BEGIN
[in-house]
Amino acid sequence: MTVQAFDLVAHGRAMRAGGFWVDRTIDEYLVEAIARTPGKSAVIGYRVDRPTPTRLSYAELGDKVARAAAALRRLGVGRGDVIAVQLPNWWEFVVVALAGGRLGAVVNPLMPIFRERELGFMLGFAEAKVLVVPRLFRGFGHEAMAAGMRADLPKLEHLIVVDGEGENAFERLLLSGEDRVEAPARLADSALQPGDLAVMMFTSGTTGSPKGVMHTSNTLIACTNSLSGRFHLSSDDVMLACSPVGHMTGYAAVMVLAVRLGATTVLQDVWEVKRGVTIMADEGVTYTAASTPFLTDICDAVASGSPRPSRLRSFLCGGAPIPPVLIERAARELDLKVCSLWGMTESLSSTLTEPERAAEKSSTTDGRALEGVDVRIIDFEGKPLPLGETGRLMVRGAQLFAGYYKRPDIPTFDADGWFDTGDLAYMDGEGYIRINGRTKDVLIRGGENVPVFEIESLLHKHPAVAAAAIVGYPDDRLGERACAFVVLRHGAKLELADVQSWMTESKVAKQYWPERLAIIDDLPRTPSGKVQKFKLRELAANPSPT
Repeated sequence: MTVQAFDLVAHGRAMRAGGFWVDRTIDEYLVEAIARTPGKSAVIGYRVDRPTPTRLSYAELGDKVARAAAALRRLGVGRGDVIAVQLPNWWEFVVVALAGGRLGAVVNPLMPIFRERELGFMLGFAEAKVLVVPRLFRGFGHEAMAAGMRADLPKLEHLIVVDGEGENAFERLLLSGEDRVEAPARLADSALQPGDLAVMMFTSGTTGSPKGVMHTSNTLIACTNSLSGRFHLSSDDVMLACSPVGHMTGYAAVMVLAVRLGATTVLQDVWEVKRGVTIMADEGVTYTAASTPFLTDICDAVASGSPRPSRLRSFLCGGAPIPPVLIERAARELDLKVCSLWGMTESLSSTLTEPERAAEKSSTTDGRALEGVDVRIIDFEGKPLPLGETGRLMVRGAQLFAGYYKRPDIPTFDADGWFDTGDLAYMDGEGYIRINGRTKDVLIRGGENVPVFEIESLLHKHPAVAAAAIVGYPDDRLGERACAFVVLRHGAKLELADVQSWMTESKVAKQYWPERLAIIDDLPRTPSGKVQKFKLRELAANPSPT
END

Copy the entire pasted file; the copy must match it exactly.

[in-house]
Amino acid sequence: MTVQAFDLVAHGRAMRAGGFWVDRTIDEYLVEAIARTPGKSAVIGYRVDRPTPTRLSYAELGDKVARAAAALRRLGVGRGDVIAVQLPNWWEFVVVALAGGRLGAVVNPLMPIFRERELGFMLGFAEAKVLVVPRLFRGFGHEAMAAGMRADLPKLEHLIVVDGEGENAFERLLLSGEDRVEAPARLADSALQPGDLAVMMFTSGTTGSPKGVMHTSNTLIACTNSLSGRFHLSSDDVMLACSPVGHMTGYAAVMVLAVRLGATTVLQDVWEVKRGVTIMADEGVTYTAASTPFLTDICDAVASGSPRPSRLRSFLCGGAPIPPVLIERAARELDLKVCSLWGMTESLSSTLTEPERAAEKSSTTDGRALEGVDVRIIDFEGKPLPLGETGRLMVRGAQLFAGYYKRPDIPTFDADGWFDTGDLAYMDGEGYIRINGRTKDVLIRGGENVPVFEIESLLHKHPAVAAAAIVGYPDDRLGERACAFVVLRHGAKLELADVQSWMTESKVAKQYWPERLAIIDDLPRTPSGKVQKFKLRELAANPSPT
Repeated sequence: MTVQAFDLVAHGRAMRAGGFWVDRTIDEYLVEAIARTPGKSAVIGYRVDRPTPTRLSYAELGDKVARAAAALRRLGVGRGDVIAVQLPNWWEFVVVALAGGRLGAVVNPLMPIFRERELGFMLGFAEAKVLVVPRLFRGFGHEAMAAGMRADLPKLEHLIVVDGEGENAFERLLLSGEDRVEAPARLADSALQPGDLAVMMFTSGTTGSPKGVMHTSNTLIACTNSLSGRFHLSSDDVMLACSPVGHMTGYAAVMVLAVRLGATTVLQDVWEVKRGVTIMADEGVTYTAASTPFLTDICDAVASGSPRPSRLRSFLCGGAPIPPVLIERAARELDLKVCSLWGMTESLSSTLTEPERAAEKSSTTDGRALEGVDVRIIDFEGKPLPLGETGRLMVRGAQLFAGYYKRPDIPTFDADGWFDTGDLAYMDGEGYIRINGRTKDVLIRGGENVPVFEIESLLHKHPAVAAAAIVGYPDDRLGERACAFVVLRHGAKLELADVQSWMTESKVAKQYWPERLAIIDDLPRTPSGKVQKFKLRELAANPSPT